For the half-year to 31 December 2014, the IPKat's regular team is supplemented by contributions from guest bloggers Rebecca Gulbul, Lucas Michels and Marie-Andrée Weiss.

Regular round-ups of the previous week's blogposts are kindly compiled by Alberto Bellan.

Wednesday, 30 March 2011

Dutch Sony seizure dispute: a case for New Amsterdam

Going Dutch: Kat and Klock
with tulip motif, here
In "Taking the PS3s ..." earlier this month the IPKat thought he had tidied up the loose ends, solved all the problems and removed all the speculation when he posted this item on the customs detention and subsewquent release of Sony Playstations, revealed that this was not the sordid bagging of a load of grubby counterfeits but the spin-off from a dispute concerning techical standards and the (non)availability of a Fair, Reasonable and Non-Discriminatory (FRAND) licence to use the Blu-Ray technology.  But events have moved on since then, as the IPKat's friend Ruprecht Hermans (Brinkhof) explains:

"On Thursday 24 March the president of the The Hague Court issued a decision in writing in the preliminary injunction proceedings between LG Electronics and Sony ...
As you will recall, LG executed a civil seizure as well as obtained a customs measure to detain allegedly infringing Playstation 3s (“PS3s”) at the Dutch border. Almost 300,000 PS3s were seized and detained for allegedly infringing LG's patents relating to the Blu-ray disc technical standard.  This standard is developed by the Blu-ray Disc Association (“BDA”), to which both LG and Sony belong. The patents are said to be essential, so a licence is needed if anyone wishes to manufacture products complying with the standard.

In his written decision the president now explains his earlier oral decision.

He gives important consideration to the by-laws of the BDA which provide that all members are obliged to grant licences under their essential patents on FRAND conditions to any interested party, including other members. Regarding the relationship between members Article 16 more in particular provides:

“(4) All Members, regardless of whether they ... join any established joint licensing program for the Essential Patents, agree that the aggregate of terms and conditions of all licences necessary under the Members’ Essential Patents shall not block, frustrate or harm acceptance of any Blu-ray Disc Format as a worldwide standard or development of products complying with any Blu-ray Disc Format or commercialization of the same.
(5) Any dispute between a Member and another Member over whether the Member is offering a licence under its Essential Patent(s) on fair, reasonable and non-discriminatory terms and conditions within the context of the provision of Article 16(4) shall be decided by a single neutral arbitrator appointed under the International Rules of the American Arbitration Association ... and will be conducted under the rules of that Association in New York City. The arbitration hearing shall take place no later than ninety days after the arbitrator is selected and a decision shall be rendered within thirty days of the completion of the hearing. In evaluating the reasonableness of the disputed terms and conditions, the Arbitrator shall take into account, among other things, terms and conditions (including but not limited to applicable licence fees) of joint licence programs and individual licence programs within the area of licensing essential patents for optical disc systems, where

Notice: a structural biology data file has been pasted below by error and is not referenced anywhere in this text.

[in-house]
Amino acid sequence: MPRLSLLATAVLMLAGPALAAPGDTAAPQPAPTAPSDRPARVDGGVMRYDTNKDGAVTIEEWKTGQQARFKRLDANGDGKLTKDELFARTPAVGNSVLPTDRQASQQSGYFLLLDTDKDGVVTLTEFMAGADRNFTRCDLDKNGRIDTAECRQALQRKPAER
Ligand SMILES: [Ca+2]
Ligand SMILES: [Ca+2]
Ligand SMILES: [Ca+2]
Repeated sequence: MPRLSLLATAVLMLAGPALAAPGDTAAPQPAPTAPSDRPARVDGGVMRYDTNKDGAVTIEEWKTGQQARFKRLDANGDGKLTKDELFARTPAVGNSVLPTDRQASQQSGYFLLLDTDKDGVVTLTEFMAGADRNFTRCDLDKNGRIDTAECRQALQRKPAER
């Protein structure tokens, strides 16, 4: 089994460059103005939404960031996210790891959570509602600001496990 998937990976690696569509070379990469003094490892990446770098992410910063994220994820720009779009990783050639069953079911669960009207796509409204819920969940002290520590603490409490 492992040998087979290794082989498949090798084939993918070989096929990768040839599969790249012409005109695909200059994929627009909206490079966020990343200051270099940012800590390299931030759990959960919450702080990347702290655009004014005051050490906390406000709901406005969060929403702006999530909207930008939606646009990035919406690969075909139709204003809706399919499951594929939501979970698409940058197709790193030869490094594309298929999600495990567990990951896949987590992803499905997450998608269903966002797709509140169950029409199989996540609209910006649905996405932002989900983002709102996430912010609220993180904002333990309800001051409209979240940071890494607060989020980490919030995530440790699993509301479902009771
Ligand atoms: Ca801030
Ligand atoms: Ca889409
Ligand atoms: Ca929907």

(i) such terms and conditions and
(ii) such optical disc systems are generally accepted by the optical disc systems industry.”
From this and also from the general purpose of the by-laws it follows, according to the President, that the purpose of the by-laws is to commercialise the Blu-ray standard in favour of the members. This intention does not in principle fit with a situation whereby members fight each other with infringement actions:

“Such action is directly contrary to the wish to promote the use of the standard. Further, it is not unimportant that an injunction will also damage other members than the attacked party. If, for example, Sony because of an injunction cannot offer PS3 consoles, the consequence is not only that LG will not profit but that other members will also not receive royalties. Cooperation between the members is therefore solely advantageous if as many products as possible can be offered under the standard.”
According to the preliminary view of the president a relationship that is governed by the notions of “fair” and “reasonable” is irreconcilable with using the threat of injunctions and seizure as a negotiation tool.

The above makes this case different from Philips/SK Kassetten (a conflict between a member of a standard setting organisation and a third party, noted here on the excellent EPLaw).

If members cannot agree on licence terms, they are obliged to refer to the arbitration provided in the by-laws. This brings the president to the conclusion that the by-laws unavoidably lead to a licence between the relevant members and this is not reconcilable with a member taking actions which may lead to an injunction".
The IPKat says, if one assumes that LG and its legal advisers must have been aware both of the licence imperative and the arbitration provision, it seems quite astonishing that the Dutch Customs should have been asked to seize these PS3s at the border.   Merpel wonders whether Dutch law provides any remedy for other patent licensors whose entitlement to royalties under the BDA scheme would be delayed or reduced by virtue of what appears at this distance to be LG's conspicuously wrongful action.

New Amsterdam here

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